Mikey and I untied our kelp anchors and backed our boats into open water. A stiff current picked us up. We drifted with it a moment, then dug hard with our paddles, sweeping our kayaks around head-on into a strong four-knot ebb. “Gonna be nice to get out on the open water and away from these damn currents,” I shouted over to Mikey. “How long till slack?”

Mikey looked at his watch. “Less than an hour.”

“That last forecast had the front about six hours out,” I said, “and the tide’s just about right. A fat man could squeeze through that window. Let’s grab a bite of lunch and go.”

“Right on.”

A strong ebb tide scoured the northeastern shore of Vancouver Island. Large beds of brown bull kelp arched gracefully from the bottom like willows in a blow. Dead ahead, a pod of sea lions breached, popping up as a group, muscling five feet out of the water with the force of their tails.

We paddled short, tight strokes against the current, then angled toward our right, ferrying across the fast water between rocks toward a beach where our brethren were fixing lunch. We could see the red-and-white tower of the lighthouse above, then nothing but forest as we got out in knee-deep water to secure our boats below the headland at the tip of Cape Scott.

Cape Scott marks the extreme northwesterly tip of British Columbia’s enormous Vancouver Island. It provides the first taste of open ocean and rolling swell for sea kayakers rounding the rugged point and traveling south. Our destination, Fair Harbour, is roughly 200 miles from where we launched at Port Hardy. In between lies some of the province’s wildest, most challenging coastline.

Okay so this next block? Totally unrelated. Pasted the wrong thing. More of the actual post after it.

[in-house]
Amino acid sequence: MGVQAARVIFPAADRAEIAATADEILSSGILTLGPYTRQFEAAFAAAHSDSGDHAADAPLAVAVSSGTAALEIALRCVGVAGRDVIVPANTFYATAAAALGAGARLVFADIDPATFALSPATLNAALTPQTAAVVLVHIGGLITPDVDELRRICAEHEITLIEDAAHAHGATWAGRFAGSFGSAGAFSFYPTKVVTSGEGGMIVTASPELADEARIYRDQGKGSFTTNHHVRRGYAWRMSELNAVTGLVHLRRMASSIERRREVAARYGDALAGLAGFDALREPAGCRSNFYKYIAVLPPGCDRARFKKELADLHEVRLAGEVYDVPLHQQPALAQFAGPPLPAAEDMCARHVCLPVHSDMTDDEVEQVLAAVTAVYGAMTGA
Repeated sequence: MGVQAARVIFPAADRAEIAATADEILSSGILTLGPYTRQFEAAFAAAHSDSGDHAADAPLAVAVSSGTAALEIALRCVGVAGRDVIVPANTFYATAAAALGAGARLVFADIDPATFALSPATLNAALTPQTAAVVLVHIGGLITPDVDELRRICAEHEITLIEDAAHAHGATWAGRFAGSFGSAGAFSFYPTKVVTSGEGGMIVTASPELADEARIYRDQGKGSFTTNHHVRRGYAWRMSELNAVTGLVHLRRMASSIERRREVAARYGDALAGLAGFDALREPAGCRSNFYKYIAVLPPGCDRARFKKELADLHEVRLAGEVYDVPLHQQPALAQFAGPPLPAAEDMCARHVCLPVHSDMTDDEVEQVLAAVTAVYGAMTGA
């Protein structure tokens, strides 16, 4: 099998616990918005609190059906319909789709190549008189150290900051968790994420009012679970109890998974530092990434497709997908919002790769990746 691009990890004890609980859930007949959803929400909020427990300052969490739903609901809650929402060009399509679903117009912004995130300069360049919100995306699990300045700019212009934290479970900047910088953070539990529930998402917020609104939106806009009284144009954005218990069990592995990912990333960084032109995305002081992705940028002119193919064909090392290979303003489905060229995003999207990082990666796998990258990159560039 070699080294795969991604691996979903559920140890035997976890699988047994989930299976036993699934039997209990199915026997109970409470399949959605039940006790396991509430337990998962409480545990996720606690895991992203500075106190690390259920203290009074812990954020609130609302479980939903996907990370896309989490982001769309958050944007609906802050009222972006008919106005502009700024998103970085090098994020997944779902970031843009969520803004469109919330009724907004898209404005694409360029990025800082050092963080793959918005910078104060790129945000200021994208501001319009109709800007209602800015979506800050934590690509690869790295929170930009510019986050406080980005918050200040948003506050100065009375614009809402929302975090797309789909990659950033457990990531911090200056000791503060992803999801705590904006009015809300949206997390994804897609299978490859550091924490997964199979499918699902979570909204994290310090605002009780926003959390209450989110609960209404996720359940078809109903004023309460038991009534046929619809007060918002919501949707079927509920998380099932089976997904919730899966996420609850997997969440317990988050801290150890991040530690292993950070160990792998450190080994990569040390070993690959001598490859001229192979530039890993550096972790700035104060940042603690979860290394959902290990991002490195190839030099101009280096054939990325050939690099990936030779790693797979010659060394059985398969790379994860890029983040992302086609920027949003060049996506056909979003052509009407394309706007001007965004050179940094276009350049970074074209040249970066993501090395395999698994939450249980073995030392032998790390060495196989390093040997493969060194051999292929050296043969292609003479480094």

Ragged clouds scudded under a tepid sun, the air cool and surly with the promise of storm. We ate jerky and mustard sardines, facing east up the channel we had spent the last week paddling down. After talking so much about it, and paddling semi-sheltered seas for the last week, we were itching to get a taste of the open ocean. Our plan was to round the rocky cape and angle quickly south into the shelter of Hansen Lagoon.

It took only minutes to paddle the short distance out to the first corner of the cape, where we stopped a moment, jockeying our kayaks around in brisk currents.

Mikey paddled over. “Not too bad, eh?”

“Not till we get around the corner.”

We hugged the shore, paddling through wandering lanes in the immense kelp beds. When the lanes closed down, we paddled out into open water. It was an enormous rock garden, but with the swell down and the wind fairly sheltered, it seemed like a sleeping giant, and I felt confident tiptoeing past.